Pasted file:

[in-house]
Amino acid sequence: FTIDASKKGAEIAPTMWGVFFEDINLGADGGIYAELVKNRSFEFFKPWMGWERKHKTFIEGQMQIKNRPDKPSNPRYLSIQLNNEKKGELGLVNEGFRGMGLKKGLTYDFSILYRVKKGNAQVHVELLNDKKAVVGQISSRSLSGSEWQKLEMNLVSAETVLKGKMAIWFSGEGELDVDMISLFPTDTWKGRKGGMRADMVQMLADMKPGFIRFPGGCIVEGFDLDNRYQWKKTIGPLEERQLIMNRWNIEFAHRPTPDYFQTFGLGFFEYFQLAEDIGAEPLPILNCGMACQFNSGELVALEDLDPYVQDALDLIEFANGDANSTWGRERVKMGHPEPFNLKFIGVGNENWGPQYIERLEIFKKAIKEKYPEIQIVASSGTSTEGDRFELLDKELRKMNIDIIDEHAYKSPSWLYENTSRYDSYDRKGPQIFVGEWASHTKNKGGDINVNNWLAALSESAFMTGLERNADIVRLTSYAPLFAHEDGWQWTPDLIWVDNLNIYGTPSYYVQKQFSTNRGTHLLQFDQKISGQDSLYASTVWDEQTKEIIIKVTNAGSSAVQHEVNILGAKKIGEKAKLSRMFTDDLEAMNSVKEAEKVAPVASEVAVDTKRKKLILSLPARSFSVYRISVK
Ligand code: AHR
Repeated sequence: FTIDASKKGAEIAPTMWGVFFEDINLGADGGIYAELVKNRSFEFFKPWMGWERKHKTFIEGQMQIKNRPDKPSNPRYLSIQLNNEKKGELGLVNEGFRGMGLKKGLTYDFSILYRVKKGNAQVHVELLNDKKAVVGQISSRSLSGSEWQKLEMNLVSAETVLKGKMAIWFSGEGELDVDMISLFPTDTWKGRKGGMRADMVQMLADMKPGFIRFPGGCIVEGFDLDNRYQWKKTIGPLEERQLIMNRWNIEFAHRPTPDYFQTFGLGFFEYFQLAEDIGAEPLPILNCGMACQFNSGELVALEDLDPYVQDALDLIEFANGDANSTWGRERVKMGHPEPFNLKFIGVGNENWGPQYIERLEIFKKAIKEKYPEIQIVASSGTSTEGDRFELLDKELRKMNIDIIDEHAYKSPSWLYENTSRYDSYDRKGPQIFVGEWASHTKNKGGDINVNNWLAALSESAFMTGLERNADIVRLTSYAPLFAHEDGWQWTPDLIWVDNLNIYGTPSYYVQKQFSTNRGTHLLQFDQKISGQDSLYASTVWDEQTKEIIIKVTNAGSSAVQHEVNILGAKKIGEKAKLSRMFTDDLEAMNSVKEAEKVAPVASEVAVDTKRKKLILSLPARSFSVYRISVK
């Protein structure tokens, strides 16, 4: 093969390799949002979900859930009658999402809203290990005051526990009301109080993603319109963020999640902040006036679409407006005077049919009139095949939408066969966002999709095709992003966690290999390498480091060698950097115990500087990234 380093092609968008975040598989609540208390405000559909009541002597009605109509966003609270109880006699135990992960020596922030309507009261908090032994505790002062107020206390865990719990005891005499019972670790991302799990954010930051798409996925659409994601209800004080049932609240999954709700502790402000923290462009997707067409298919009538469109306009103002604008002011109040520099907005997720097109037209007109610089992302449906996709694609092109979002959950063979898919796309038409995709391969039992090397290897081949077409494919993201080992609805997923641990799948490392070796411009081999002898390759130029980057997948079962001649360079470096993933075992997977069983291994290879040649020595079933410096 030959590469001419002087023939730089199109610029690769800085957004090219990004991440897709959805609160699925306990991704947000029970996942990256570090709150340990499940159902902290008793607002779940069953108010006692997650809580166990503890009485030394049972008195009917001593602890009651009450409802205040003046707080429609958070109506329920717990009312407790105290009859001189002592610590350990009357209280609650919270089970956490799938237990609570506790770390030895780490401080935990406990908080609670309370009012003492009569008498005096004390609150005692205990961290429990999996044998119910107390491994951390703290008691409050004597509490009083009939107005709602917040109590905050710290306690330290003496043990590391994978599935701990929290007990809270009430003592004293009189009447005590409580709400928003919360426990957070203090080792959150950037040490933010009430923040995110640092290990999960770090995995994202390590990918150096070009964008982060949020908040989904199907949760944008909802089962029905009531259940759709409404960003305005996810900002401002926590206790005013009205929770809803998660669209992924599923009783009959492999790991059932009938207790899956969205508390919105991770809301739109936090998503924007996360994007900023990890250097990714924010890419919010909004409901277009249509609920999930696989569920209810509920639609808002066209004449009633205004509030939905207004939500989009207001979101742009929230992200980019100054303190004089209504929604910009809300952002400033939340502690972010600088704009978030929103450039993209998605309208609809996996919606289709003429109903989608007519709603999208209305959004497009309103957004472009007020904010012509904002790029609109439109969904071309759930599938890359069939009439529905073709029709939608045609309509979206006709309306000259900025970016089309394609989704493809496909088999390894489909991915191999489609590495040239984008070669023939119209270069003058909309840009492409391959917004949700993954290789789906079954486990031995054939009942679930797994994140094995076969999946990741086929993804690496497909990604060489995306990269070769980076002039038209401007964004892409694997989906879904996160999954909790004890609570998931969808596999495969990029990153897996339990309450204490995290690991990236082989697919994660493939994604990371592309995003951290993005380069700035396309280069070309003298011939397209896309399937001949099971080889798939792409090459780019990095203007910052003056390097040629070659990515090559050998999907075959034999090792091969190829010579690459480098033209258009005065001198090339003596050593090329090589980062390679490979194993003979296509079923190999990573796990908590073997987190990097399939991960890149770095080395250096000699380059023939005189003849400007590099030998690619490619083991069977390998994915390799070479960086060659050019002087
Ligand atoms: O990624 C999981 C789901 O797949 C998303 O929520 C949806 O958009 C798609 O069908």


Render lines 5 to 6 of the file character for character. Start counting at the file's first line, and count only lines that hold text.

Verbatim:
């Protein structure tokens, strides 16, 4: 093969390799949002979900859930009658999402809203290990005051526990009301109080993603319109963020999640902040006036679409407006005077049919009139095949939408066969966002999709095709992003966690290999390498480091060698950097115990500087990234 380093092609968008975040598989609540208390405000559909009541002597009605109509966003609270109880006699135990992960020596922030309507009261908090032994505790002062107020206390865990719990005891005499019972670790991302799990954010930051798409996925659409994601209800004080049932609240999954709700502790402000923290462009997707067409298919009538469109306009103002604008002011109040520099907005997720097109037209007109610089992302449906996709694609092109979002959950063979898919796309038409995709391969039992090397290897081949077409494919993201080992609805997923641990799948490392070796411009081999002898390759130029980057997948079962001649360079470096993933075992997977069983291994290879040649020595079933410096 030959590469001419002087023939730089199109610029690769800085957004090219990004991440897709959805609160699925306990991704947000029970996942990256570090709150340990499940159902902290008793607002779940069953108010006692997650809580166990503890009485030394049972008195009917001593602890009651009450409802205040003046707080429609958070109506329920717990009312407790105290009859001189002592610590350990009357209280609650919270089970956490799938237990609570506790770390030895780490401080935990406990908080609670309370009012003492009569008498005096004390609150005692205990961290429990999996044998119910107390491994951390703290008691409050004597509490009083009939107005709602917040109590905050710290306690330290003496043990590391994978599935701990929290007990809270009430003592004293009189009447005590409580709400928003919360426990957070203090080792959150950037040490933010009430923040995110640092290990999960770090995995994202390590990918150096070009964008982060949020908040989904199907949760944008909802089962029905009531259940759709409404960003305005996810900002401002926590206790005013009205929770809803998660669209992924599923009783009959492999790991059932009938207790899956969205508390919105991770809301739109936090998503924007996360994007900023990890250097990714924010890419919010909004409901277009249509609920999930696989569920209810509920639609808002066209004449009633205004509030939905207004939500989009207001979101742009929230992200980019100054303190004089209504929604910009809300952002400033939340502690972010600088704009978030929103450039993209998605309208609809996996919606289709003429109903989608007519709603999208209305959004497009309103957004472009007020904010012509904002790029609109439109969904071309759930599938890359069939009439529905073709029709939608045609309509979206006709309306000259900025970016089309394609989704493809496909088999390894489909991915191999489609590495040239984008070669023939119209270069003058909309840009492409391959917004949700993954290789789906079954486990031995054939009942679930797994994140094995076969999946990741086929993804690496497909990604060489995306990269070769980076002039038209401007964004892409694997989906879904996160999954909790004890609570998931969808596999495969990029990153897996339990309450204490995290690991990236082989697919994660493939994604990371592309995003951290993005380069700035396309280069070309003298011939397209896309399937001949099971080889798939792409090459780019990095203007910052003056390097040629070659990515090559050998999907075959034999090792091969190829010579690459480098033209258009005065001198090339003596050593090329090589980062390679490979194993003979296509079923190999990573796990908590073997987190990097399939991960890149770095080395250096000699380059023939005189003849400007590099030998690619490619083991069977390998994915390799070479960086060659050019002087
Ligand atoms: O990624 C999981 C789901 O797949 C998303 O929520 C949806 O958009 C798609 O069908």